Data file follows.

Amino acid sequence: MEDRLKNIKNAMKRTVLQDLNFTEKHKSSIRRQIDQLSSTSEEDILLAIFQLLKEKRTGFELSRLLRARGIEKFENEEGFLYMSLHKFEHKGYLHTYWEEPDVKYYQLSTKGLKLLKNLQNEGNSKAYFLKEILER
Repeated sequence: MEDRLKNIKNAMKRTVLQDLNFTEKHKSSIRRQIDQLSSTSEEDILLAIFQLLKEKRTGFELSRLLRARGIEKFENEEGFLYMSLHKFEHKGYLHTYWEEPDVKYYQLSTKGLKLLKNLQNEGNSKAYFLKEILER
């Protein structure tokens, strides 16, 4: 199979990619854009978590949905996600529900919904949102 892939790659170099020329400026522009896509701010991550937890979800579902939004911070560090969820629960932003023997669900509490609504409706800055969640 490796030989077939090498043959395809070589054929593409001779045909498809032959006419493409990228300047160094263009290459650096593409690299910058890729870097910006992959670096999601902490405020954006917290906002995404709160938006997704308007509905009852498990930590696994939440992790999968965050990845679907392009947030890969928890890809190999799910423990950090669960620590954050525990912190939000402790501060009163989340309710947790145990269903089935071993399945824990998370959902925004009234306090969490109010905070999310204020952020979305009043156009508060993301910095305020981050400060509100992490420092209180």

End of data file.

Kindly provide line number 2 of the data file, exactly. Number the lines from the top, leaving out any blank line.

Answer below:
Repeated sequence: MEDRLKNIKNAMKRTVLQDLNFTEKHKSSIRRQIDQLSSTSEEDILLAIFQLLKEKRTGFELSRLLRARGIEKFENEEGFLYMSLHKFEHKGYLHTYWEEPDVKYYQLSTKGLKLLKNLQNEGNSKAYFLKEILER